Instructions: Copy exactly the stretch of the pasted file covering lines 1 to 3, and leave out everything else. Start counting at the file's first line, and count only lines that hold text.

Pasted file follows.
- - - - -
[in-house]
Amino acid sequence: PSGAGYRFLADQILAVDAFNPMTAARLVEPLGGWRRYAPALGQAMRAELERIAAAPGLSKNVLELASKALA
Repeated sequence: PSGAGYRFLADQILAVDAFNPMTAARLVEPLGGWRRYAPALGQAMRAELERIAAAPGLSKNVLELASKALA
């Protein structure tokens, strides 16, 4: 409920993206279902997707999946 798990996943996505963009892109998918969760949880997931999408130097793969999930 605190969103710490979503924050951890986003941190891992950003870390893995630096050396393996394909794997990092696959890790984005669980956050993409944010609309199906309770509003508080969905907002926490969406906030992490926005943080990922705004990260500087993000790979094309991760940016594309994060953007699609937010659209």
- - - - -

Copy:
[in-house]
Amino acid sequence: PSGAGYRFLADQILAVDAFNPMTAARLVEPLGGWRRYAPALGQAMRAELERIAAAPGLSKNVLELASKALA
Repeated sequence: PSGAGYRFLADQILAVDAFNPMTAARLVEPLGGWRRYAPALGQAMRAELERIAAAPGLSKNVLELASKALA